December 24, 2018 | David F. Coppedge

Give Gratitude for Christmas

Your holiday gift giving should include gratitude above all. It helps both giver and receiver. And it is right.

Scientists continue to support the value of awe and gratitude, but they miss the point. Gratefulness is not an end in itself. It is not for “me.” It presupposes a recipient who is worthy to receive it. To be sure, a grateful person will enjoy life more, but true thankfulness requires getting one’s eyes off of self and being humble, offering thanks whether or not it makes you feel good.

Cheers! Saying thanks is good for you and those around you (New Scientist). This article is practically worthless. It’s all about self. Writer Susana Martinez-Conde even postulates that gratitude evolved: “gratitude plays a strong, probably evolved, role in our social bonds and networks.” Probably? Even she is not sure about that. But she does agree that “saying thanks could be the best gift you can give, to yourself and others.” You can give a bratty kid the most expensive toy in the store and he or she may still throw a tantrum. If you teach your children gratitude, though, they will have an internal fountain of riches the rest of their lives, even if monetarily poor — and, they will be a joy to those around them.

When you’re grateful, your brain becomes more charitable (The Conversation). This piece by psychologist Christina Karns is a little better, avoiding the notion that gratitude evolved, but again it focuses on self – what gratitude does to you. She presents MRI evidence that gratitude wakes up the altruistic part of our brains, and concludes, “So in terms of the brain’s reward response, it really can be true that giving is better than receiving.” But notice: this is a selfish statement, too: the brain rewards the grateful person with good feelings.

Chuck Norris highlights health benefits of gratitude (WND). The martial arts TV star is now a health advisor, which has certainly worked for him, whose amazing fitness continues into his senior years. As a Christian now, he also knows Who deserves our gratitude. He found Christina Karns’ article and agrees with it, saying in conclusion, “Looks like the Bible had it right. It is more blessed to give than to receive.” Even so, the focus is on the “health benefits” to the grateful person, not on the worthiness of person to whom we should be grateful.

Unquestionably, the grateful person will be a happier person. Look how many social problems could be alleviated with this simple character trait! Here are just a dozen, and this list is not exhaustive:

  • When you’re grateful, it’s hard to be angry.
  • When you’re grateful, it’s hard to be depressed.
  • When you’re grateful, it’s hard to be selfish.
  • When you’re grateful, it’s hard to be fearful.
  • When you’re grateful, it’s hard to be anxious.
  • When you’re grateful, it’s hard to be suicidal.
  • When you’re grateful, it’s hard to be stingy.
  • When you’re grateful, it’s hard to be picky or persnickety.
  • When you’re grateful, it’s hard to be proud and boastful.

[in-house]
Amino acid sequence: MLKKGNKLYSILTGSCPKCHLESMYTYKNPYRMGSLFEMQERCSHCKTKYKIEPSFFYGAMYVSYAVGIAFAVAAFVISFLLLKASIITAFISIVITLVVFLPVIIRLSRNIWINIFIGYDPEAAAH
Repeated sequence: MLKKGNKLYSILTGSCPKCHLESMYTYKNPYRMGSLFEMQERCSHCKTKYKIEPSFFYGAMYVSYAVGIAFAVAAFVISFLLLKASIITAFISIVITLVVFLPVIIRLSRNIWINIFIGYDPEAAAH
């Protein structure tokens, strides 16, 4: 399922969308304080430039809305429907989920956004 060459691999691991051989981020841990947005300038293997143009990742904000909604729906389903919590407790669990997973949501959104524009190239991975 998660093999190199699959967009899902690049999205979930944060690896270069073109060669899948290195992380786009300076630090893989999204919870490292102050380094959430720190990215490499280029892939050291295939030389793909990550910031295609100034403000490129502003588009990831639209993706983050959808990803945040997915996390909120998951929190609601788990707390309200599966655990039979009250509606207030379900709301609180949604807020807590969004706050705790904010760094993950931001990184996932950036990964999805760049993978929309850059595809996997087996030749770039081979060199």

• When you’re grateful, it’s hard to be demanding.
  • When you’re grateful, it’s hard to be a protestor.
  • When you’re grateful, it’s hard to be a social boor.

Gratitude won’t cure some things, like laziness, but it is a shortcut to a much higher sense of well-being. The people around you are likely to be as blessed as you are. Gratefulness is also contagious; when you thank someone, they will likely thank you back.

Remember, though, that if you try to be grateful just because of what it might do for you, you are just play acting. That’s not real gratitude. Start by getting your eyes off yourself and your problems. Who do you think you are, anyway? Do you think you deserve lucky breaks and good health all the time? Everything you have is a gift. Even if you have a health problem, probably over 99.9% of your body is working just fine. Are you grateful about that?

When you have reached the end of yourself, practice gratitude to your Maker, because He deserves more gratitude than we can possibly express. In heaven, the redeemed will sing, “You are worthy, O Lord, to receive glory and honor and power; for You created all things, and by Your will they exist and were created.” (Revelation 4:11). Equally worthy is the babe in the manger, the Lord Jesus Christ, the lamb of God, who took away the sin of the world by his crucifixion and resurrection, and will reign forever over all things. The host of heaven will sing, “Worthy is the Lamb who was slain to receive power and riches and wisdom, and strength and honor and glory and blessing!” (Revelation 5:12).

Even with your prayer requests, you can express them in a grateful way. After giving copious thanks, you can insert, “Oh, by the way, Lord, I do have a little problem with cancer. But I’m exciting about what you are going to do to display Your glory in my little trial. Thank you in advance!” Practice true gratitude for your Maker and Savior first. It is not just good for you, it is right. He is worthy. If you learn gratitude to the most worthy Being of all, gratitude will become a natural response to all the blessings in life.

Exercises: Study all the instances of thanksgiving and gratitude in the Bible. Teach your family the duty of gratitude. Show it by example, and let the joy of gratitude beam from your heart in your daily habits.

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